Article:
Government Institute Announces Distancing from Psychiatric “Bible”

May 4, 2013
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Just mere weeks before the next edition of the “bible” of psychotherapeutics hits doctors’ offices nationwide, the federal government entity tasked with overseeing medical research is announcing a plan to conduct its investigations away from using the principles of the fifth edition of the Diagnostic and Statistical Manual of Mental Disorders (DSM V). This “bible” has for years defined how many psychiatric disorders are evaluated, diagnosed, and treated.

Just mere weeks before the next edition of the “bible” of psychotherapeutics hits doctors’ offices nationwide, the federal government entity tasked with overseeing medical research is announcing a plan to conduct its investigations away from using the principles of the fifth edition of the Diagnostic and Statistical Manual of Mental Disorders (DSM V). This “bible” has for years defined how many psychiatric disorders are evaluated, diagnosed, and treated.

The federal National Institutes of Mental Health cites the “lack of validity”, as opposed to the intergenerational constant of “reliability” seen in the previous editions of the manual in approaching the workup of psychiatric disorders. The NIMH notes that symptom clusters drive diagnosis and treatments within psychiatry, rather than objective measures. The increase in research involving genetics and cognitive science and how it applies to the diagnosis of mental illness appears to be the compelling force in driving the change for the NIMH.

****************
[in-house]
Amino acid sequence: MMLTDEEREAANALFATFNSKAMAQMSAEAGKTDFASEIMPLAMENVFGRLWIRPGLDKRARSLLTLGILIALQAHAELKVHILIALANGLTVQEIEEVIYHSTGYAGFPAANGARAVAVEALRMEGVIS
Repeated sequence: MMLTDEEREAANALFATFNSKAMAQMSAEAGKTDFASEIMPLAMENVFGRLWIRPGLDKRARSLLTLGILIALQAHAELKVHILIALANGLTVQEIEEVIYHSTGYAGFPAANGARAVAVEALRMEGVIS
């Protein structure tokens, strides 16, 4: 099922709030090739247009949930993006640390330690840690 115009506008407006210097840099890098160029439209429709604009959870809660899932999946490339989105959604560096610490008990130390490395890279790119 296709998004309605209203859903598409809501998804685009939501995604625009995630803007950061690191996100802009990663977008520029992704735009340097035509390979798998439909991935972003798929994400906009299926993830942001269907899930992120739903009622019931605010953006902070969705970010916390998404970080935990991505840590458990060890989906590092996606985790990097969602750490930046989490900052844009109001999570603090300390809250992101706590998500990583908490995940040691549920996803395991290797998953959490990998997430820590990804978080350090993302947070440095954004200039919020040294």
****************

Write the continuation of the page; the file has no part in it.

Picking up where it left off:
DSMPatients with mental disorders deserve better. NIMH has launched the Research Domain Criteria (RDoC) project to transform diagnosis by incorporating genetics, imaging, cognitive science, and other levels of information to lay the foundation for a new classification system. Through a series of workshops over the past 18 months, we have tried to define several major categories for a new nosology … It became immediately clear that we cannot design a system based on biomarkers or cognitive performance because we lack the data. In this sense, RDoC is a framework for collecting the data needed for a new nosology. But it is critical to realize that we cannot succeed if we use DSM categories as the “gold standard.”

Sounds like an admonition to me. The institute writer goes on to say that “RDoC serves as a framework for collecting data for a new nosology”, and “it became … clear that we cannot design a system based upon biomarkers or cognitive performance because we lack the data…”

It’ll be interesting to see inroads into how institute directed research moves away from DSM categories – a framework that has existed for decades — to a system built upon the discovery of biological and cognitive data that will not only make diagnosis of mental disorders much more precise but also increasingly responsible for developing appropriate and targeted drug therapy. | LINK

(image: psychiatric “bible” / shutterstock)